Graph 2. Distribution of BGRF expenditure 2013–2015
Source: Data taken from British Greyhound Racing Fund Annual Report 2015
83.The majority of total rehoming costs are covered independently by charities. The current level of BGRF core funding meets the cost of homing approximately 33% of the number of greyhounds homed by the RGT each year. It is commendable that charities manage to raise so much from private giving, but we suggest the estimated annual £230 million net profit for bookmakers is sufficient to cater for a more generous contribution.
Graph 3. Financing welfare
Source: Data taken from BGRF written submission to the inquiry
85.A strong welfare system requires commensurate financing. A more permanent solution to the issue of welfare finance may be found in the form of a statutory levy. Again, horseracing provides an interesting comparison. The statutory levy paid by bookmakers in horseracing raised around £70 million in 2015 and supports infrastructure improvements, a reduction in injuries, better data and higher prize money.
86.Greyhound racing is currently at the whim of bookmakers who may choose to contribute or not. The voluntary system allows bookmakers, like Betfair, to walk away from their responsibilities if the industry tries to increase the levy. It also has the perverse consequence of making those that do contribute less competitive against those that do not. A statutory levy would provide both a more stable income stream for animal welfare activities as well as creating an even playing field between contributing bookmakers.
87.We initially heard from Defra Minister George Eustice that there was a possible case for introducing a statutory levy but that it may contravene European state aid laws. Since speaking with colleagues at the Department for Culture, Media and Sport (DCMS) he stated the government has: “no plans to introduce a statutory Levy for the greyhound industry”. DCMS Minister Tracy Crouch has contacted the bookmaking industry to raise concerns about the declining contributions and restate the principle that betting operators should make a fair contribution to a sport from which they profit. It is unclear what response these conversations have elicited.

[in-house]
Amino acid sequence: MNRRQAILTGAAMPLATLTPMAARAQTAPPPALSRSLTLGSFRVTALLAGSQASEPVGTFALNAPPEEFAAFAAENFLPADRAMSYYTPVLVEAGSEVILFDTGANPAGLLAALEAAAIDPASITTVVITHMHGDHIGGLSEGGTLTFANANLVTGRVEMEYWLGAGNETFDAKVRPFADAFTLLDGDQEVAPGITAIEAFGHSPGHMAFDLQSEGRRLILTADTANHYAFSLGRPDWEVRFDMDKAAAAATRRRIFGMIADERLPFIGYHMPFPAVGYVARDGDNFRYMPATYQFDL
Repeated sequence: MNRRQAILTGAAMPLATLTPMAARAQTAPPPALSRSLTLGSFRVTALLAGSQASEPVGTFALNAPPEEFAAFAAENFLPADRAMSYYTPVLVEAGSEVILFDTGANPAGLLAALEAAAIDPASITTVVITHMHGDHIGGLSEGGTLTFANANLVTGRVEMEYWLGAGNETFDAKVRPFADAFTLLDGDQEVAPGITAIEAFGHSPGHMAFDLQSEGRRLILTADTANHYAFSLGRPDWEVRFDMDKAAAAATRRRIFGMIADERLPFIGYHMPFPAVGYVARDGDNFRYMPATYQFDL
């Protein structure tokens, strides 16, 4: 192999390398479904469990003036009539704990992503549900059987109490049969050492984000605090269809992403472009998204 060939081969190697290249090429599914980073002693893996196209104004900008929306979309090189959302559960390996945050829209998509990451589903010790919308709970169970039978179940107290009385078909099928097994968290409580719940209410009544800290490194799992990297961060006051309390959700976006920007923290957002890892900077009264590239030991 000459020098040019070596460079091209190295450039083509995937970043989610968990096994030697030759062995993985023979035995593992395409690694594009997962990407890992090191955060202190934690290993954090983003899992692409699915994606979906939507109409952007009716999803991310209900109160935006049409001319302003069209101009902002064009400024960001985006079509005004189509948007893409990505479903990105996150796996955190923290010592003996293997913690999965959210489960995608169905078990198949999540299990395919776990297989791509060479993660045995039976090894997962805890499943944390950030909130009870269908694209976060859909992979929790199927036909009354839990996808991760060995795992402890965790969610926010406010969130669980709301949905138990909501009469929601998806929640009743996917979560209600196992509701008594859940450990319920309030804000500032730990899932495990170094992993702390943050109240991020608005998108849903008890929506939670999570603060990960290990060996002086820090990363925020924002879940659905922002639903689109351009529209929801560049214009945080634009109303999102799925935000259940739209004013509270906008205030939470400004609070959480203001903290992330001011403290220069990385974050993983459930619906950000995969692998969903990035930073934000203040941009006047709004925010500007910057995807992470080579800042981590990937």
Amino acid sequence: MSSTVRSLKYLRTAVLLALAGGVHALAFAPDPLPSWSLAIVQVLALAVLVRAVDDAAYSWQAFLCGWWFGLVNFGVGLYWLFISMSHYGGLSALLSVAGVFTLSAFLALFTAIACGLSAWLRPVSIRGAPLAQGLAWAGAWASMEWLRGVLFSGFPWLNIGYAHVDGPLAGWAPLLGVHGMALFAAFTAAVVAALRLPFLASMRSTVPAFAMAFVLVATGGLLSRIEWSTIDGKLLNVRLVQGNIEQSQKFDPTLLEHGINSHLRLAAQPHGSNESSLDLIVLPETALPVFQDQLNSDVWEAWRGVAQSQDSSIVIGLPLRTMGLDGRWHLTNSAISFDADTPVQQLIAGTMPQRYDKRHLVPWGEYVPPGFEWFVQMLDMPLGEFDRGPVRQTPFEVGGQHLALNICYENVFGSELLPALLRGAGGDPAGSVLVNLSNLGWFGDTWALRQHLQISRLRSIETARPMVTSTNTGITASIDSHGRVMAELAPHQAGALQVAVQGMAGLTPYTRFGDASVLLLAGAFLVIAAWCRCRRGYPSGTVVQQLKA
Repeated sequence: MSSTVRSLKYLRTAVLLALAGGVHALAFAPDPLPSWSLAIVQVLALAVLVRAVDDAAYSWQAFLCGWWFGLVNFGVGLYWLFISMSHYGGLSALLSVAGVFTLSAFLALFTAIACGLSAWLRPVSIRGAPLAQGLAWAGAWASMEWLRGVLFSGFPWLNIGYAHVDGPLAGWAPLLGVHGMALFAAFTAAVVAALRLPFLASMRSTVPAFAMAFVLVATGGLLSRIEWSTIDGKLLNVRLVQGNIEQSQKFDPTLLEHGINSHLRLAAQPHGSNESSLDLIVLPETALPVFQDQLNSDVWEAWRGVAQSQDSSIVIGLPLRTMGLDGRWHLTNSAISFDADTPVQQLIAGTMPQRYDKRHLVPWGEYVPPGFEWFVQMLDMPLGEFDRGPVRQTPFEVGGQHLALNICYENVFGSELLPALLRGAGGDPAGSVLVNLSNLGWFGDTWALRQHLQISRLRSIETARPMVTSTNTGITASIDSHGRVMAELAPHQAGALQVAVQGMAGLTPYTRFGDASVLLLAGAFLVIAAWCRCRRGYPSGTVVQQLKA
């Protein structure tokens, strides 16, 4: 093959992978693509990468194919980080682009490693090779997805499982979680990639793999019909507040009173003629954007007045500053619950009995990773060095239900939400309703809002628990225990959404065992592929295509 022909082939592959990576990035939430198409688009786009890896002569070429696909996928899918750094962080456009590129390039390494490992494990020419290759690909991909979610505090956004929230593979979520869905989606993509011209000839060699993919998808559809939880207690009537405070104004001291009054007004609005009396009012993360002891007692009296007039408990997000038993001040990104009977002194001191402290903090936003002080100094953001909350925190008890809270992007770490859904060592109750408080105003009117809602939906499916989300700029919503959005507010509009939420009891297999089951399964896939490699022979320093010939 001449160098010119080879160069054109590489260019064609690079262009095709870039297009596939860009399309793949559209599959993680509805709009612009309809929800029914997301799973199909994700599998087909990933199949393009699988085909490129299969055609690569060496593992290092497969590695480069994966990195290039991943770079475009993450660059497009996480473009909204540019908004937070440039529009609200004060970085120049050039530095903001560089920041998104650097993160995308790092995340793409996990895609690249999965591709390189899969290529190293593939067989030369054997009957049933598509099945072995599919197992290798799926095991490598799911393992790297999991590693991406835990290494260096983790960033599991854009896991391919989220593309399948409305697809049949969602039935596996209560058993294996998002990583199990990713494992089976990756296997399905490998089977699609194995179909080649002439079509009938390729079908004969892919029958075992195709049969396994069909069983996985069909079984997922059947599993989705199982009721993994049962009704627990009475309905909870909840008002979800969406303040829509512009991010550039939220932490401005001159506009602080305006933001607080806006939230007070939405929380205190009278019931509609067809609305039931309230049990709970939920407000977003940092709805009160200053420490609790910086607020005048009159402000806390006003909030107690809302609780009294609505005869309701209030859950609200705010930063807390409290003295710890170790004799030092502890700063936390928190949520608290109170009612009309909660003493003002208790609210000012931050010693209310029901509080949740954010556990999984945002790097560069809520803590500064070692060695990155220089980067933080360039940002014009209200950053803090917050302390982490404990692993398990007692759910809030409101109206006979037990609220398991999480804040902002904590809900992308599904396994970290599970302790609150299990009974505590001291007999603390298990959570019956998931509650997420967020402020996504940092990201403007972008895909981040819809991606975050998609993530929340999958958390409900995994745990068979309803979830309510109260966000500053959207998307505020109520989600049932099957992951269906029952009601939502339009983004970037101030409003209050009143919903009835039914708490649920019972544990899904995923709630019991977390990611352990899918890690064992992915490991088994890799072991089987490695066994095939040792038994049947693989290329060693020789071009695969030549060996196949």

88.We believe government should apply greater pressure to bookmakers to pay a fair reflection of all the profits they make. If a voluntary agreement cannot be struck we recommend that government introduce a statutory levy of 1% of gross turnover. This will ensure the welfare of greyhounds is adequately funded in the future.
46 , p.6
48 Bookmakers Afternoon Greyhound Service Limited ()
49 Lord Donoughue’s Report, 2007 2007, , p.22
50 Lord Donoughue’s Report, 2007, , p.20
51 GBGB make up half of its executive board which is completed by representatives from the bookmaking industry.
52 British Greyhound Racing Fund () para 2.03 - 2.04
53 British Greyhound Racing Fund () para 2.06
54 British Greyhound Racing Fund (
55 Q 69 [Dr. Bentall], Q 72 [Dr Adams] and Greyhound Trainers Association ()
56 Taken from British Greyhound Racing Fund’s ‘’ -
57 Retired Greyhound Trust () para 6.7
58 British Greyhound Racing Fund ()
59 - The horseracing betting levy funds prize money, regulation, integrity and veterinary science.
60 Q 196 [ Mr Eustice, Defra Minister]
61 Letter received by the Committee, Department of Environment, Food and Rural Affairs ()
62 Department for Culture, Media and Sport () para 5.1 In September 2015 the Minister for Sport, Tourism and Heritage, Tracey Crouch MP, wrote to the two main trade bodies representing bookmakers who take bets on British greyhound racing.
Prepared 22 February 2016